AP

Originally published on Thu April 9, 2015 4:10 pm

As Abraham Lincoln always said, "The trouble with quotes on the Internet is that you never know if they're accurate."

Well, no — barring a weird rift in time, he probably didn't say that. But when it comes to the quotations of other famous figures — and, it seems, even life offline — things occasionally get far murkier.

Just ask the U.S. Postal Service.

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Shots - Health News
12:59 pm
Wed April 8, 2015

The Creepy, Crawly World Of Bedbugs And How They Have 'Infested' Homes

Brooke Borel says bedbugs were essentially wiped out after World War II thanks to DDT. It's not totally clear why they came back in the past couple of decades.
iStockphoto

Originally published on Wed April 8, 2015 3:36 pm

Brooke Borel admits she has become either "the worst person" or "the best person" to talk to at a cocktail party. The journalist not only has had a few experiences with bedbugs, she also has written the new book Infested about the history of bedbugs. And she's not afraid to talk about it.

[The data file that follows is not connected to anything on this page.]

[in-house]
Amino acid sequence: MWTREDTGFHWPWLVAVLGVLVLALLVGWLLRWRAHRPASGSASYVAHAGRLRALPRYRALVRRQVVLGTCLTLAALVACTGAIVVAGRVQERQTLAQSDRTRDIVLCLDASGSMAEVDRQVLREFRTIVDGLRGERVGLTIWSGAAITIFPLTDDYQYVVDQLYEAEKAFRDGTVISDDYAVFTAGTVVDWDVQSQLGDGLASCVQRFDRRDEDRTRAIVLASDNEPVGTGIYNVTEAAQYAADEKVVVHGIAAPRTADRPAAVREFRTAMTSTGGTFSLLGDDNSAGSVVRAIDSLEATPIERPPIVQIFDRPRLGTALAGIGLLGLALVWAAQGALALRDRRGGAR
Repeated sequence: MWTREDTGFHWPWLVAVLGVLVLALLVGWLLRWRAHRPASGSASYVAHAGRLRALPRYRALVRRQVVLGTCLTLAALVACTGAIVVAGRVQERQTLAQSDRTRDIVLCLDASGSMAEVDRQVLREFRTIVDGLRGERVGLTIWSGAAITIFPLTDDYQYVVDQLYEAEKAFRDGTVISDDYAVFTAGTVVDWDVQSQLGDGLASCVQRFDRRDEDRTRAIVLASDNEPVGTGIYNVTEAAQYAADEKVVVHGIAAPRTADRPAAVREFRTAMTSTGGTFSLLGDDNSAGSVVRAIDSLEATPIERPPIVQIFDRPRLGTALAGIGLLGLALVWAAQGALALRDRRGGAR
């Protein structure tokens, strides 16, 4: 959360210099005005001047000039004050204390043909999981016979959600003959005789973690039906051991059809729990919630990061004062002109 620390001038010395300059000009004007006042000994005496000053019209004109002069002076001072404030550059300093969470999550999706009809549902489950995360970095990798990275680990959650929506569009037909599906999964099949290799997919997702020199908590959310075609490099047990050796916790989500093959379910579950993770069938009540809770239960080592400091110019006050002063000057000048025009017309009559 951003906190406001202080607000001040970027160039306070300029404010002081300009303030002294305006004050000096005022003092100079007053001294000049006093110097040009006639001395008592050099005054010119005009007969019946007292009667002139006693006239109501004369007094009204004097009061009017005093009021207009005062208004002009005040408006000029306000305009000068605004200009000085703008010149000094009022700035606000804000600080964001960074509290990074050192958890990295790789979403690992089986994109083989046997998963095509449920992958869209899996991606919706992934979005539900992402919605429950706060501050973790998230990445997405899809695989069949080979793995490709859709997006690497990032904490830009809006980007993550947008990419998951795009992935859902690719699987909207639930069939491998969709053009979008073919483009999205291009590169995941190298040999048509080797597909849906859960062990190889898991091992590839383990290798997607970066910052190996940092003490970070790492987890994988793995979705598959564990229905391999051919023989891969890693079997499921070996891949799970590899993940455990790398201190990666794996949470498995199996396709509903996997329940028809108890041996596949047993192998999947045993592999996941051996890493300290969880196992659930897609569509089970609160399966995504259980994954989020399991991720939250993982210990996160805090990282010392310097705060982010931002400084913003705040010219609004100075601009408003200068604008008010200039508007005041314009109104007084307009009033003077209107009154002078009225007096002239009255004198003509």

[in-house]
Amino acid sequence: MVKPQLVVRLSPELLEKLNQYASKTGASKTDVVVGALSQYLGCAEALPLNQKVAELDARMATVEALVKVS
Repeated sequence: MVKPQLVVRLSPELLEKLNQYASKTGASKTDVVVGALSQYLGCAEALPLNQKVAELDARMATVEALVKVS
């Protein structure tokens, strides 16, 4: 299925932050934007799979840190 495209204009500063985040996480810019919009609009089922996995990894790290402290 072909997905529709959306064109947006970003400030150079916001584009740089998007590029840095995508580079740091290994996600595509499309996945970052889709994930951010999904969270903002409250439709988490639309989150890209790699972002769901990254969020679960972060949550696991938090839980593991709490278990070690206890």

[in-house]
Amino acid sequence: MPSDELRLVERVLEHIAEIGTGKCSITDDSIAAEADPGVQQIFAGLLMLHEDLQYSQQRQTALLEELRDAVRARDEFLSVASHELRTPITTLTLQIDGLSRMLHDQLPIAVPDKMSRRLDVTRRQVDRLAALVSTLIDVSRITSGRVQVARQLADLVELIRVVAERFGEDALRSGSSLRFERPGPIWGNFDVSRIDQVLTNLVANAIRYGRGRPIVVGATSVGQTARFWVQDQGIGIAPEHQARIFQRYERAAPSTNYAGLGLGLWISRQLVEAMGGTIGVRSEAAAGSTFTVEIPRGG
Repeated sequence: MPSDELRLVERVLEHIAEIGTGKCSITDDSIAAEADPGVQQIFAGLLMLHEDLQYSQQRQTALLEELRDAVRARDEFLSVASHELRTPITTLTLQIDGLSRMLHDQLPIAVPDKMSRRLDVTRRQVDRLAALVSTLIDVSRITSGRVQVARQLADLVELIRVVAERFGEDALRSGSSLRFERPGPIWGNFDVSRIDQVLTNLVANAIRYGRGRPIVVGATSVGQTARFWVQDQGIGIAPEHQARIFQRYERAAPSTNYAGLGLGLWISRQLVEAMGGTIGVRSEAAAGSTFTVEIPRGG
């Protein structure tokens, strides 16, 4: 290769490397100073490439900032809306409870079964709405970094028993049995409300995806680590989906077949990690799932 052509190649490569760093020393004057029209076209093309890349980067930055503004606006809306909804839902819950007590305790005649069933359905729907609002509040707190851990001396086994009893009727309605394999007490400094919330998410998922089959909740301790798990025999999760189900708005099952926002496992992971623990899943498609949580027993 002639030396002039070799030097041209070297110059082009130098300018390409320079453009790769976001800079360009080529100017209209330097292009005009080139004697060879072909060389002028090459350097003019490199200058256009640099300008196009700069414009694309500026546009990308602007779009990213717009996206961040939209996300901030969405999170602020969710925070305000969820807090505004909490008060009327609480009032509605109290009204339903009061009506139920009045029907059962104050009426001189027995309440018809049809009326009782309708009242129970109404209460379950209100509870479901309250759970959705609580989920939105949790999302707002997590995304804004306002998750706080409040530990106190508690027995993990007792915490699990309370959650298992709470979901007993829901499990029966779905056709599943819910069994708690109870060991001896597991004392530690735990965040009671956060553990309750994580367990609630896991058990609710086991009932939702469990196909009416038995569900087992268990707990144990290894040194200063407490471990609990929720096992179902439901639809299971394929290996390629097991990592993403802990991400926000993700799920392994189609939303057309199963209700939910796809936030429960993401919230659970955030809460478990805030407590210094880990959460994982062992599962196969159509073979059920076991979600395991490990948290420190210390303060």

"I begrudgingly respect them," Borel tells Fresh Air's Dave Davies. "I did not even know what I was getting myself into when I started working on this book and I really do find them endlessly fascinating."

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Television
12:59 pm
Wed April 8, 2015

'Louie' Hits Its Mark While 'The Comedians' Hasn't Yet Fully Succeeded

Originally published on Wed April 8, 2015 1:25 pm

Copyright 2015 NPR. To see more, visit http://www.npr.org/.

Transcript

TERRY GROSS, HOST:

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Author Interviews
12:59 pm
Wed April 8, 2015

'Displacement': The Frustrations, Fears And Absurdities Of A Cruise Upended

Originally published on Wed April 8, 2015 1:25 pm

Copyright 2015 NPR. To see more, visit http://www.npr.org/.

Transcript

TERRY GROSS, HOST:

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Book Reviews
8:03 am
Wed April 8, 2015

Love, Violence And Lou Reed, On Display In 'The Water Museum'

Emily Jan NPR

Originally published on Wed April 8, 2015 1:30 pm